Hay Fever has performances at the 888 seat Haymarket Theatre in London's West End through August 5.

YEAR OF THE MAMMOTH Woolly Mammoth Theatre's Annual Benefit Bash where attendees are encouraged to "dress to get lucky." The event begins with Cocktails & Silent Auction, followed by Dinner, Live Auction, Entertainment and Dancing. Last year's event was a huge success, raising over $175,000 to support Woolly's artistic and education & outreach programming.

Saturday, April 29 at the Fairmont in Washington, DC.

SYMPHONY SPACE DELIVERS A CELEBRATION IN STORY AND SONG In keeping with our tradition of honoring artists, supporters and longtime friends of Symphony Space, we will be honoring the actress Marian Seldes, musical genius Peter Schickele.

Honorary Chairs: Alec Baldwin, Stephen and Evelyn Colbert. Chairs: Steven and Evelyn Alden, Saul and Carole Zabar, Stanley and Judith Zabar.

The event will begin with a pre-dinner cocktail reception and silent auction. Dinner will follow with an entertaining program of awards, readings, songs, and a live auction.

Monday, May 1 at The Lighthouse at Chelsea Piers, NYC.


College Students and Selected High School Seniors are Eligible.

For more than 30 years, NYSTI has been on the cutting edge of training students with individualized internships that truly educate and prepare them for advanced study or the profession.

Since 1974, more than 1,300 interns from more than 80 colleges and universities, 14 foreign countries, and dozens of high schools have interned at NYSTI which is located in Troy, New York.

Participants will be assigned an individual mentor from NYSTI's experienced staff of actors, educators, and technicians. Interns earn academic credit from their home campus. Every intern's academic requirements are assessed by NYSTI's Intern Program Director, and a program is developed to insure your requirements are fulfilled. Academic programs are designed so that high school seniors will graduate with their class at their home campus.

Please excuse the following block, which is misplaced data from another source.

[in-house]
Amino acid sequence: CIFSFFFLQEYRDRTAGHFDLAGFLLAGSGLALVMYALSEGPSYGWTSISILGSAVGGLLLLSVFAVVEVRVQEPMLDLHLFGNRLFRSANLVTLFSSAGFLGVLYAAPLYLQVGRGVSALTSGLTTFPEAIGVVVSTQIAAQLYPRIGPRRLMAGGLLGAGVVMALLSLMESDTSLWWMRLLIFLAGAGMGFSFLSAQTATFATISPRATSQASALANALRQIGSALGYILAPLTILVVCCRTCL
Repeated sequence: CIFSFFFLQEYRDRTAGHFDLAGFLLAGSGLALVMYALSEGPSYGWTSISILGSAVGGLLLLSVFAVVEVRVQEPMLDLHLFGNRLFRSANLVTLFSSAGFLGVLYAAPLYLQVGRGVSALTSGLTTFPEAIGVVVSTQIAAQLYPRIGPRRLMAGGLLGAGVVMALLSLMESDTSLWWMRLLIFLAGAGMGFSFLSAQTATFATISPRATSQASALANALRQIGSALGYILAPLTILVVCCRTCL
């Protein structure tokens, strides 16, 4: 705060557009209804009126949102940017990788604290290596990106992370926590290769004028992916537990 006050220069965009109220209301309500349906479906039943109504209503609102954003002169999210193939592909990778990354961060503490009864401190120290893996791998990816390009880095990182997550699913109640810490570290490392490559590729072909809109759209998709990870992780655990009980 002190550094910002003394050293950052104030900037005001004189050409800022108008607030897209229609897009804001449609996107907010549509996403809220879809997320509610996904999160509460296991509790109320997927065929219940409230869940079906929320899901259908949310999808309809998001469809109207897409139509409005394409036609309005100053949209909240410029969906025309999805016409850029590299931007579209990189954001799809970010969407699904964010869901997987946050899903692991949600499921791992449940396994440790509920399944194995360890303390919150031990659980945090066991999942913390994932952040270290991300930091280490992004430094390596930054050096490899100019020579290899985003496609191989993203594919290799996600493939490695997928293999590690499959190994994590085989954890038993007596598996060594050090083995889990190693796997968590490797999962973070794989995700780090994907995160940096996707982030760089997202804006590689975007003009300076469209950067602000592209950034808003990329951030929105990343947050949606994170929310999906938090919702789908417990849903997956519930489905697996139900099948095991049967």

Those lucky enough to be selected are assigned to work in one of the many areas of theatre during each production: performance, costumes, tech, arts management, education, and so on. Interns may audition for NYSTI's productions and in the past interns have frequently been cast.

There are also a variety of theatre classes and workshops. In addition, some academic classes are offered to insure that interns fulfill their school's graduation requirements.

AN EVENING WITH STEPHEN SCHWARTZ From his time at Juilliard, to his grand success on Broadway, follow the path of Stephen Schwartz, the composer/lyricist of such legendary works as Godspell, Pippin, and his most recent Broadway hit, Wicked. Moderated by ASCAP Director of Musical Theater Michael Kerker, this discussion/demonstration invites you into the world of one of the American theater's most talented artists. May 1 in the Atrium Rehearsal Room.

JAMES HOUGHTON has been named the new director of drama for The Juilliard School. His appointment begins with the 2006-7 academic and performance season. Houghton the founding artistic director of the nonprofit Signature Theater Company in New York, will remain with the company - which is celebrating its 15th anniversary and is known for its single-playwright seasons. Houghton succeeds Michael Kahn, who will conclude a 14-year tenure as director of the drama division at the close of the academic term. A member of the drama faculty at Juilliard since the creation of the division in 1968, Kahn will continue as a teacher.

starring Julie Roberts, Bradley Cooper and Paul Rudd. Paid full price to see the show prior to the press previews. I once dropped everything and flew across the country to accept the opening night invitation when Nicole Kidman opened in The Blue Room. I left the theatre vowing that I would never again be sucked in just because a production touted a movie star on the bill. Enough time passes and promises made to oneself can be forgotten.